Peruvians Protest Gold Mine Construction

Peru map from "The World" iPad app from National Geographic

Peruvian President Ollanta Humala announced a state of emergency in parts of the country early in December in response to protests over the construction of a huge gold mine in Cajamarca, reported CNN; the state of emergency was lifted in mid-December. The protesters cite potential adverse environmental effects on water and agriculture. The U.S. Denver-based Newmont Mining Corp., which is to co-own the mine, had recently halted development on the project as the result of the protests, reported the BBC in late November.  The Conga project would be an extension of Yanacocha, Latin America’s largest gold mine.  Newmont plans to drain four Andean lakes, moving the water into reservoirs. The company details their environmental impact assessment study on their website. In 2005 FRONTLINE/World investigated the murky political history of the Yanacocha Mine and Newmont’s ownership stake in “Peru: The Curse of Inca Gold.”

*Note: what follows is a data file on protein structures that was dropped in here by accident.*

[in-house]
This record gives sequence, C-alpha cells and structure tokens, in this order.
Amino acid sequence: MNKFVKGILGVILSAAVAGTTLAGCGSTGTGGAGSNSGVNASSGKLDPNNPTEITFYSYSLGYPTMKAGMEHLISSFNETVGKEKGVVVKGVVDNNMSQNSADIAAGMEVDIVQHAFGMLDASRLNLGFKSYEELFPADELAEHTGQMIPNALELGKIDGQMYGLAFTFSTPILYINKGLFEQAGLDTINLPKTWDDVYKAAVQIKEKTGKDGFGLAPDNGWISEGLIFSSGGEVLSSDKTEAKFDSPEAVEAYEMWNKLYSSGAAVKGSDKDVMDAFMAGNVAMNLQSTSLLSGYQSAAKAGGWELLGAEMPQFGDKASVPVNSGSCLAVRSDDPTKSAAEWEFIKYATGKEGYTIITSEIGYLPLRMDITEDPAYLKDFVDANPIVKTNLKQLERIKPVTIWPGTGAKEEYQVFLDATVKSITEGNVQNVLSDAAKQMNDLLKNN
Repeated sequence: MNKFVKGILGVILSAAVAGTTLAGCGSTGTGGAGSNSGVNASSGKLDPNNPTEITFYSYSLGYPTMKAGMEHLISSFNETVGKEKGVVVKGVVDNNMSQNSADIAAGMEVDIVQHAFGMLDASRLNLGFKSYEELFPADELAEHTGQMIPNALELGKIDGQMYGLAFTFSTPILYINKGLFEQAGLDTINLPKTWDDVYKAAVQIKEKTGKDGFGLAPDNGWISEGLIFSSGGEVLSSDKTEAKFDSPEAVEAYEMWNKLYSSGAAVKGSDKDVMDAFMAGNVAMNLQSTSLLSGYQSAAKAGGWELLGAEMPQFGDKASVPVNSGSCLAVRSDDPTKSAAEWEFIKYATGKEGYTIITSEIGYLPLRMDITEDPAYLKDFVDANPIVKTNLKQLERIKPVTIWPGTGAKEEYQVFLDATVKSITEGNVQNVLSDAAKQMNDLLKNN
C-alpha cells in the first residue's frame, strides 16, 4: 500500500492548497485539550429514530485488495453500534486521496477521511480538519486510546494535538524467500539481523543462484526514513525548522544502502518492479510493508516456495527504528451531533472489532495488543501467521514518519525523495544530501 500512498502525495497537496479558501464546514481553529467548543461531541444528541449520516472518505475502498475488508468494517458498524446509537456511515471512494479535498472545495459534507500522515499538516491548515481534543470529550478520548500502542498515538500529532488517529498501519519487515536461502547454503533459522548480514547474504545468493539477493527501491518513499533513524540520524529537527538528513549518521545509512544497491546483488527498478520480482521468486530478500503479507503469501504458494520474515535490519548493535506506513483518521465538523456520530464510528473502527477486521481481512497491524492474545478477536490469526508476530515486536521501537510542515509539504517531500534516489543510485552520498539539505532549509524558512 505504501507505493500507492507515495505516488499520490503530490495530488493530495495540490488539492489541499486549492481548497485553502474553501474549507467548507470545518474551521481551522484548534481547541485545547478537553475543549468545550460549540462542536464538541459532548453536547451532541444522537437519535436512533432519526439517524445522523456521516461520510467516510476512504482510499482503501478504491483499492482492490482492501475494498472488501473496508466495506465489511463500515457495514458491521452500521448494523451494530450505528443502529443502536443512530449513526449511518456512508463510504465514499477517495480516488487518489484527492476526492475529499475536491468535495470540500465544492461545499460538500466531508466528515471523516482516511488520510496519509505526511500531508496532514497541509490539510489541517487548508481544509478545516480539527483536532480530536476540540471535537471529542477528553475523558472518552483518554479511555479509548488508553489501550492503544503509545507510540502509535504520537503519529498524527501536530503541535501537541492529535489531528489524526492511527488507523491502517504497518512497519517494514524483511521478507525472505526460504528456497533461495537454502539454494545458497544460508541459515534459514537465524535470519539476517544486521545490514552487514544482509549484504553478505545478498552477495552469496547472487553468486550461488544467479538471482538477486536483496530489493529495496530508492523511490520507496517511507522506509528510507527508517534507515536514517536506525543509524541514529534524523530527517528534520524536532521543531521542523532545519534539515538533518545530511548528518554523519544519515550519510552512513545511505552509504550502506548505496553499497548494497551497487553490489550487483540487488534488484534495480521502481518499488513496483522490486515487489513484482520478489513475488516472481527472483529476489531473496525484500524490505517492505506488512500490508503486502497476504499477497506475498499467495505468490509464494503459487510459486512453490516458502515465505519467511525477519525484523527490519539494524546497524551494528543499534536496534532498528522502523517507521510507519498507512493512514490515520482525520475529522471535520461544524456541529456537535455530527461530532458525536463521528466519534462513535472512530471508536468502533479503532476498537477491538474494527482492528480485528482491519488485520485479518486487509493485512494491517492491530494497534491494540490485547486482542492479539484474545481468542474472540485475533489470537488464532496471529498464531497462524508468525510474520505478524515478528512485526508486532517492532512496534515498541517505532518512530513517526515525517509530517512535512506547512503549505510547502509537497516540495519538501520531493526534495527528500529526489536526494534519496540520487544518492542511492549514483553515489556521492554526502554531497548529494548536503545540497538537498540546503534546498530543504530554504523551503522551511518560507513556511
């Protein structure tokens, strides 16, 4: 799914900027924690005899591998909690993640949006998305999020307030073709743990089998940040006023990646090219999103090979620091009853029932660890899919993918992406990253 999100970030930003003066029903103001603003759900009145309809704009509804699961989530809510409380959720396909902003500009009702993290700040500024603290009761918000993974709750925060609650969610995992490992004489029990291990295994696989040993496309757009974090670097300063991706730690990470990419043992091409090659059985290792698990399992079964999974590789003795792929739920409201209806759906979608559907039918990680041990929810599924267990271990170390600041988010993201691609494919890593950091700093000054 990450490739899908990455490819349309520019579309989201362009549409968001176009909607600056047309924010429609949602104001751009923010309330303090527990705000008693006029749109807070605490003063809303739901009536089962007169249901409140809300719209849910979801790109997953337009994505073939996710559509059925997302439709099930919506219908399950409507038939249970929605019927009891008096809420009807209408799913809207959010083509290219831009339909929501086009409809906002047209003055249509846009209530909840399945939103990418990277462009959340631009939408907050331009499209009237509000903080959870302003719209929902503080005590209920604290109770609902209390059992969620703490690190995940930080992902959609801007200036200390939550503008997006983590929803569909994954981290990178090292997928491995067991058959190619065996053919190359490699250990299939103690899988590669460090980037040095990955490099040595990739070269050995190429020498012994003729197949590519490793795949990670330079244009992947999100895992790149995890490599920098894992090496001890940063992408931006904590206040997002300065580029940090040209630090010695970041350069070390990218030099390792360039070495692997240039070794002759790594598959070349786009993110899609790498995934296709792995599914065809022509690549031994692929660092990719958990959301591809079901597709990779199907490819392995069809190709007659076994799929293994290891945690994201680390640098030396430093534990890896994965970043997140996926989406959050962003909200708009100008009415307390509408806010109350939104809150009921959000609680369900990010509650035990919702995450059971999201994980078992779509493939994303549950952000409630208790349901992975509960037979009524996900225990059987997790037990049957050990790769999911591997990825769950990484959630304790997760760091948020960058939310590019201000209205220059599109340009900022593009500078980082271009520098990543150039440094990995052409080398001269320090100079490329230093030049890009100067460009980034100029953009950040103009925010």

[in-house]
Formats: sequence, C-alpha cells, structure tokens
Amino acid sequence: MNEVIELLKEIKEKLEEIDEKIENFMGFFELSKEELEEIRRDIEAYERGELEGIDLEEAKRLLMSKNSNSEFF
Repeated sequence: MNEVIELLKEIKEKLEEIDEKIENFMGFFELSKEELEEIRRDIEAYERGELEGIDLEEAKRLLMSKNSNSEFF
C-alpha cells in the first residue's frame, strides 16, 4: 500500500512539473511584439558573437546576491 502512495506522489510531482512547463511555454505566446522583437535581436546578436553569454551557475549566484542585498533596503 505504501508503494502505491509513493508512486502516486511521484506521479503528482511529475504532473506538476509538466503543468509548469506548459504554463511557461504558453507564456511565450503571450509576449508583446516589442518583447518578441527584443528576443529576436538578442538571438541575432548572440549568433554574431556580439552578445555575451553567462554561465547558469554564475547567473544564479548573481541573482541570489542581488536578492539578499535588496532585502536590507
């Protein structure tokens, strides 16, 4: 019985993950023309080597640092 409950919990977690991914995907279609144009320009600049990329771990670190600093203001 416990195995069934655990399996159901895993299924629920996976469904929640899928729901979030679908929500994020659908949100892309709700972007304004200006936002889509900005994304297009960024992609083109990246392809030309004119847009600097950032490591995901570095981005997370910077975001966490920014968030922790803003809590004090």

Cyanide or mercury contamination are concerns for large and small gold mining operations. PBS NewsHour reported this week on mercury sickening the small-scale miners in southeastern Peru who use it to form an amalgam to separate the gold from dirt. They report that the gold rush has attracted 20,000 miners to the Madre de Dios region. Mercury pollution in Peru is nothing new.  In his 2009 National Geographic News story,”Mercury Pollution’s Oldest Traces Found in Peru“, John Roach reported on a study showing mercury traces that date back to 1400 B.C. Sediment studies done in Huancavelica show that the ancient traces resulted from a quest for vermilion, and later for silver. Geologist Colin Cooke, lead author of the study, says “We haven’t done any direct measurements of mercury in fish or blood-mercury levels in the residents or anything, but I would suspect it is probably one of the most polluted regions of the world.”

In The Real Price of Gold (National Geographic magazine, January 2009), Brook Larmer takes a look at the 21st-century gold rush which has exacted an environmental toll including toxic vapors and waste mercury poisoning local food chains. He describes the depletion of large deposits: “Most of the gold left to mine exists as traces buried in remote and fragile corners of the globe. It’s an invitation to destruction. But there is no shortage of miners, big and small, who are willing to accept.” Photos by Randy Olson show the often desperate lives of those staking a claim and the global fascination with gold that drives them.

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